I. Last Monologue of King Kashyapa in Which He Praises His Finest Work, 5C
“My city is guarded by five hundred goddesses,
each one is a jewel dug from clay.
No one sees the goddesses without desire.
A man may be lost forever
dreaming of their pale red mouths and blue shadows.
I have built a city near to heaven.
My enemy will never understand.
They were my harem.
From villages I saved them, from the underworld
beneath the trees; mothers and fathers gave them to me freely.
The maidens praised the artists who captured them
in frescos on these high cliff walls.
Praise me: I have made them immortal.
My home is this city near to heaven.
Goddesses: protect me from my enemy!
A man may be lost forever dreaming of his enemies.
Watch over me, o goddesses,
I have built my city to rival heaven.”
II. The Defacement, 1967
A monk looks at the ancient frescoes—
he feels a pulse
fast as the blackout
The almost naked
goddesses, platters of mango
about to fall from slender fingers
A goddess’s smoky chime of bangles,
her nipples like orchids
in wet heat
Someone calls to him, he believes, a bhikkhus,
master from the sacred ranks of monks,
the ONE among many
From the pail, he lifts a heavy broom and sweeps—
smothers us whores with tar
Swallows, too, foul the rock face with streaks
III. The Goddesses’ Song
we goddesses we dance with birds
we are the words written on leaves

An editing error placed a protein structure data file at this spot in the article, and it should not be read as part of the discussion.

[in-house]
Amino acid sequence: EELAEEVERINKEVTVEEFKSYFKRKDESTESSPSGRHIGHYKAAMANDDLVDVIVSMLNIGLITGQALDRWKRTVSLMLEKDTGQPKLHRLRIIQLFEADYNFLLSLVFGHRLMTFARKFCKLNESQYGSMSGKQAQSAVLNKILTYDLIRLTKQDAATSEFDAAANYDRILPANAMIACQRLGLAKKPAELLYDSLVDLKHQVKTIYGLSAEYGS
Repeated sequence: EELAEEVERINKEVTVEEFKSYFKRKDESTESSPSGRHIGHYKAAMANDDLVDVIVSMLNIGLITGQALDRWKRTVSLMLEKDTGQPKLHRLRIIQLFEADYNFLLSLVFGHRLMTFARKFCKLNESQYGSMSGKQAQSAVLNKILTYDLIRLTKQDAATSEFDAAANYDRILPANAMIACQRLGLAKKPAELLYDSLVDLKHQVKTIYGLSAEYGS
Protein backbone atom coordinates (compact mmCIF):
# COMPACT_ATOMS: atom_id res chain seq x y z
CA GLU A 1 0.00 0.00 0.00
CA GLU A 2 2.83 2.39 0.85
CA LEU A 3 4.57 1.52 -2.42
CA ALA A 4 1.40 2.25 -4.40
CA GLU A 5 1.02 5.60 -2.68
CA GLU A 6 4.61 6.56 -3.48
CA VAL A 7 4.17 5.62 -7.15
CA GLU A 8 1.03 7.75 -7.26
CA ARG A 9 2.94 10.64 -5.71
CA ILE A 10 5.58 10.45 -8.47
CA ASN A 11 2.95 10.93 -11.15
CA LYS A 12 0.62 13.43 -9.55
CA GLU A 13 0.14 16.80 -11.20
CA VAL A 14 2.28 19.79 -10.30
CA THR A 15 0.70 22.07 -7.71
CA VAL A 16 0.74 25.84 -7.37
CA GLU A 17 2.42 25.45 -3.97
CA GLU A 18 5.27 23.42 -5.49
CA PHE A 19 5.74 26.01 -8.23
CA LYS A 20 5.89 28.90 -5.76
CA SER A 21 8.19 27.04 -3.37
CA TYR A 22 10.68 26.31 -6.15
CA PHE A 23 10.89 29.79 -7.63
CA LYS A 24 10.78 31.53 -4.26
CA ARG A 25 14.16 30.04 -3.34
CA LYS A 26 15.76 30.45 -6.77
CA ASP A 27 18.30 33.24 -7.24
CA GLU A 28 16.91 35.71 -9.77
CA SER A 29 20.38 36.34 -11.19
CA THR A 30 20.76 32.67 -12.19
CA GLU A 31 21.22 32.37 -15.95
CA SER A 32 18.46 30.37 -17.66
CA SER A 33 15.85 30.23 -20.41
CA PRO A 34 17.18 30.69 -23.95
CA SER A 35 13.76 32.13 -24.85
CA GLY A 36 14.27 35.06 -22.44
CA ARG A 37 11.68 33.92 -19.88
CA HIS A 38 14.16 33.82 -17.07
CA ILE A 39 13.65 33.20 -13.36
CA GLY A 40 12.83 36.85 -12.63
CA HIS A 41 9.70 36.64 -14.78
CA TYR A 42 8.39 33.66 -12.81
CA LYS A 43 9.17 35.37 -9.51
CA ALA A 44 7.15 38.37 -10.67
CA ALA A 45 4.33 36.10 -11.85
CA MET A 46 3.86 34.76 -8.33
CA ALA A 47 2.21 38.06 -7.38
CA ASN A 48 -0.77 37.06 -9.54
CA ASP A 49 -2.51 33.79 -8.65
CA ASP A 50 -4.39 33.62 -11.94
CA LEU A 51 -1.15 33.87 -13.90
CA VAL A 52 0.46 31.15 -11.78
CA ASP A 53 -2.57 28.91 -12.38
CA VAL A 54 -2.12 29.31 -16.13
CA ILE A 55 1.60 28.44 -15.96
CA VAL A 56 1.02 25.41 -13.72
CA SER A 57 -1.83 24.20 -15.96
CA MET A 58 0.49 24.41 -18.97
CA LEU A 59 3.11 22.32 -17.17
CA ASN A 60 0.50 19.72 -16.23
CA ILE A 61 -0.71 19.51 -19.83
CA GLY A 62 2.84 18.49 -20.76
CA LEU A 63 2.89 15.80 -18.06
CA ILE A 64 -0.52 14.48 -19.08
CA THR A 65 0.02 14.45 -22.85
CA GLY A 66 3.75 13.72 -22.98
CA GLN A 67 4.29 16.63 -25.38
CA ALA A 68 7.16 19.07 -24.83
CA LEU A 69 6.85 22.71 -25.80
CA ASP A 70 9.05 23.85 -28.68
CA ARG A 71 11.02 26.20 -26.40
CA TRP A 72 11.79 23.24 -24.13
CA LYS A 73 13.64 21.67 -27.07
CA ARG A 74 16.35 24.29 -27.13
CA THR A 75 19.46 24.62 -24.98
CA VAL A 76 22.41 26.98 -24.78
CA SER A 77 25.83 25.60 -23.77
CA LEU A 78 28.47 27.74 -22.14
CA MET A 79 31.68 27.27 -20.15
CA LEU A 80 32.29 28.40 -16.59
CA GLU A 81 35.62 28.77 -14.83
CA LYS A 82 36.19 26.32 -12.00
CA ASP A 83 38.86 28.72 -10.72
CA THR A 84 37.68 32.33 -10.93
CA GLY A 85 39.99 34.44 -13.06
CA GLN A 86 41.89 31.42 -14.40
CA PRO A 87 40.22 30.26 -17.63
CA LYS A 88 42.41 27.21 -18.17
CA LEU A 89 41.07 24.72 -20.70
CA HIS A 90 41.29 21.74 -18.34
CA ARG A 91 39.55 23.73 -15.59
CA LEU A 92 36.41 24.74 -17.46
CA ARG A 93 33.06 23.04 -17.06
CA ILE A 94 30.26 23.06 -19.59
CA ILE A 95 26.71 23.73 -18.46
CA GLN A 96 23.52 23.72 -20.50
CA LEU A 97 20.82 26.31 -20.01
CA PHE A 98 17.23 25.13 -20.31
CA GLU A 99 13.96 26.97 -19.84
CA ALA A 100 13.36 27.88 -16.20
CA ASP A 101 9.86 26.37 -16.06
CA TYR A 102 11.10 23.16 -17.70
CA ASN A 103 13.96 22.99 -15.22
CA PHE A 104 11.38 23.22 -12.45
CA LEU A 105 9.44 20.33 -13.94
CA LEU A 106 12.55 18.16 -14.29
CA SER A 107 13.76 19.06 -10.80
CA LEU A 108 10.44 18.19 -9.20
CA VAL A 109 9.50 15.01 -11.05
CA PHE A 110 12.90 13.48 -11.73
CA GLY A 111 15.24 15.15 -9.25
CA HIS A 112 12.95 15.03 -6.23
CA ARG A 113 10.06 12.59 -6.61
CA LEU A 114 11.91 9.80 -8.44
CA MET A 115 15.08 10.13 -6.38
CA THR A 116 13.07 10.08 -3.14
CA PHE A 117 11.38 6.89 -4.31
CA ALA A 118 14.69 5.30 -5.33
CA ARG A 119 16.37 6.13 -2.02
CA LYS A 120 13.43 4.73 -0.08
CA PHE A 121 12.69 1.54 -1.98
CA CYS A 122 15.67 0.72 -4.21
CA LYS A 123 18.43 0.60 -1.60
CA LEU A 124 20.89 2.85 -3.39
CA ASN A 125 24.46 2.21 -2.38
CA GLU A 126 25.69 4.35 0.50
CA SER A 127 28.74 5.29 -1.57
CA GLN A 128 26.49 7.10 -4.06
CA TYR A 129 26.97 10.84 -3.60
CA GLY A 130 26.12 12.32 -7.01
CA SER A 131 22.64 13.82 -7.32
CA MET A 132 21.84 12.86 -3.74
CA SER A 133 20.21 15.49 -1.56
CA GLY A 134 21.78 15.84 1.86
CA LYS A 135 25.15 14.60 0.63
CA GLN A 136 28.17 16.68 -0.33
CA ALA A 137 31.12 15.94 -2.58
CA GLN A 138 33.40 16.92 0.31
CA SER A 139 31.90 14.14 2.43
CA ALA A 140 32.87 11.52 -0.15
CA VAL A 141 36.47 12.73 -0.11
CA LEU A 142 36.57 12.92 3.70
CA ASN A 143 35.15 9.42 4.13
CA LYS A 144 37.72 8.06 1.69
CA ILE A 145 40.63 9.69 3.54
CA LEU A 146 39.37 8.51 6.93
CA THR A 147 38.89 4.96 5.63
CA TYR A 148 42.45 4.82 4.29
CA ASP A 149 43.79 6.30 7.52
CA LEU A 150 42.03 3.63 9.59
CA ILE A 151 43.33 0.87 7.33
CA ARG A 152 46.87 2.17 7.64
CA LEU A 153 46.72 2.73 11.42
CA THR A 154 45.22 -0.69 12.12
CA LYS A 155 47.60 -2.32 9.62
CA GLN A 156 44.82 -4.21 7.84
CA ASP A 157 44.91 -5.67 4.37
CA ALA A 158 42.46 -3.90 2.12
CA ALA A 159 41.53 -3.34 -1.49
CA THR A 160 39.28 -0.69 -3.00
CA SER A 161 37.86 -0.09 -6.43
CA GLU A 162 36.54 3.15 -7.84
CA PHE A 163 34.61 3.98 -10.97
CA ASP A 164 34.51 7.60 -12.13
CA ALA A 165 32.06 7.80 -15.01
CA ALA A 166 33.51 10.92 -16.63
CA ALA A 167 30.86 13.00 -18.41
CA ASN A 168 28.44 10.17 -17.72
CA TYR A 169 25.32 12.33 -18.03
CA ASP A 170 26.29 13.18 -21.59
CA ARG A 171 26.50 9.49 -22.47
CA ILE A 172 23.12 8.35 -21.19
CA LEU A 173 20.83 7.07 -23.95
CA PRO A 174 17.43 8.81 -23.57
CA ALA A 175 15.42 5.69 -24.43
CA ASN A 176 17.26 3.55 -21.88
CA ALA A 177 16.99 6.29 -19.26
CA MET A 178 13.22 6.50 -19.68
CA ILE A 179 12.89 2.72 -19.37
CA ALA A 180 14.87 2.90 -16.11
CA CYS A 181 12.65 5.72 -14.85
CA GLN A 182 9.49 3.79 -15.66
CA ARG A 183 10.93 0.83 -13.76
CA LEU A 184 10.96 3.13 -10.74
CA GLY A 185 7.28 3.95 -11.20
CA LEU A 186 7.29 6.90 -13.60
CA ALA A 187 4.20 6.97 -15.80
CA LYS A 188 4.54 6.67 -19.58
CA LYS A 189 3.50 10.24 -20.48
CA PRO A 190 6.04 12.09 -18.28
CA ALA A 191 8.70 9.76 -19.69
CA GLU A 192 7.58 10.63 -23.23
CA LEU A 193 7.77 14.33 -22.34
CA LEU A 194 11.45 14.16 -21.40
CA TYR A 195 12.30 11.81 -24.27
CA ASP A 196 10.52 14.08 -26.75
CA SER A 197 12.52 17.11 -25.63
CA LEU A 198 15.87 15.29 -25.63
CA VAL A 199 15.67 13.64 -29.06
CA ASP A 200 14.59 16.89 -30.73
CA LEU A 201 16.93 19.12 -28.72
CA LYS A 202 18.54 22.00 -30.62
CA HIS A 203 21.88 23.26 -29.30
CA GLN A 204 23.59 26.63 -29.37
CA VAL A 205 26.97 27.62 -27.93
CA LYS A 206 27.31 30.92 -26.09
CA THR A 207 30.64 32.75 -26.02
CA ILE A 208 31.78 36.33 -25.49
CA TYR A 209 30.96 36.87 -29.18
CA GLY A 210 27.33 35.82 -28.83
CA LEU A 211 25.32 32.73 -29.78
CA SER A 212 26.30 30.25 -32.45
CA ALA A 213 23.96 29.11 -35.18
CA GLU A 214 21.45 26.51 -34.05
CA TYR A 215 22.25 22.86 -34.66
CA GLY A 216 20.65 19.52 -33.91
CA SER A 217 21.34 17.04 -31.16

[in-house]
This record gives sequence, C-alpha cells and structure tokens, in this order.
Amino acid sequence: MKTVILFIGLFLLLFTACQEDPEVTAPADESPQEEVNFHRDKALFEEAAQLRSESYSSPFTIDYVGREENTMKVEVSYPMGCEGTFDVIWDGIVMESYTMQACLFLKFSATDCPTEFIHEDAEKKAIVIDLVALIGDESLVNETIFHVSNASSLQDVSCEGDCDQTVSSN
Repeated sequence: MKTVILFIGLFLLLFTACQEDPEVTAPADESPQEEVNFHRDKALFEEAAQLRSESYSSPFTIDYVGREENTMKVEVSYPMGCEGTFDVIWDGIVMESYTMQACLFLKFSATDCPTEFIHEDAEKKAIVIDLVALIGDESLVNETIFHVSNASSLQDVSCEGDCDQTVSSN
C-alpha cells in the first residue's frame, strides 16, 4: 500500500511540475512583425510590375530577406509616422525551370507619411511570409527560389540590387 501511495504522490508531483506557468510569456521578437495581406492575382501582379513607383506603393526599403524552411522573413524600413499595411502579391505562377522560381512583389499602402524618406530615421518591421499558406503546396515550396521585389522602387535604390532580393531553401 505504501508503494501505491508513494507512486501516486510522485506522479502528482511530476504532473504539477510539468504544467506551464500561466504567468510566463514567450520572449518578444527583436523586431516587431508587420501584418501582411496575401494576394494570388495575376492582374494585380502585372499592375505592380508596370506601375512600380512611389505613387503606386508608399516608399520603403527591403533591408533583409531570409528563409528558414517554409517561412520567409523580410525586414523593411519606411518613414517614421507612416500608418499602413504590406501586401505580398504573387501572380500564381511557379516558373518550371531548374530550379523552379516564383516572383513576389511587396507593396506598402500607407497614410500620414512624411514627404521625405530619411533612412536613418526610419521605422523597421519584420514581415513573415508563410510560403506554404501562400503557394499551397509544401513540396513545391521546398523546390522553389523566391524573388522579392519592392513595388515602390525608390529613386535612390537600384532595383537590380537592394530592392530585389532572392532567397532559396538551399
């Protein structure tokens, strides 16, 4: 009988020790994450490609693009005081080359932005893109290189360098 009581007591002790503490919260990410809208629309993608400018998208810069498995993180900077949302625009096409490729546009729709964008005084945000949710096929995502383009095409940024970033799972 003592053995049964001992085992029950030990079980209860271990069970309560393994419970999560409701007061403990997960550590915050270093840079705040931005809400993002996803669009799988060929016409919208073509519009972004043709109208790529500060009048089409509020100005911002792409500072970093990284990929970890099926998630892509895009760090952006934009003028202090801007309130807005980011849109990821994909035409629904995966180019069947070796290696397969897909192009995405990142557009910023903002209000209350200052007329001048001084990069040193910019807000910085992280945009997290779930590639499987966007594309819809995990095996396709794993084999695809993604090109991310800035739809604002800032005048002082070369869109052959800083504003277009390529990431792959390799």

we are gods mothers of gods
we mother we give birth to the gods
we are gods’ eyes
lovers come closer here with us forever
we are your sisters flow of water of leaf
we are your lovers rain leaf rice
read us arm breast belly
sail with the swallows our eyes your eyes
below us you who made us
you who read us we are fresco we are rock
you preserve us do not deceive us
we live forever do not defile us
call the swallows shade our witness
call the wind night protect us
the rain blows in night oh protect
the sun beats and rock protect us
god’s eyes flute drum chime
our names rain rock rice
Abigail Wender’s poetry and translations have appeared in The Cortland Review, Disquieting Muses Quarterly, Epiphany, Kenyon Review Online, New Orleans Review, and other journals and anthologies. Her translation of a selection of Iris Hanika’s Das Eigentliche (THE ESSENTIAL) was published in Asymptote. She is a graduate of the MFA Program for Writers at Warren Wilson College, and lives in New York City.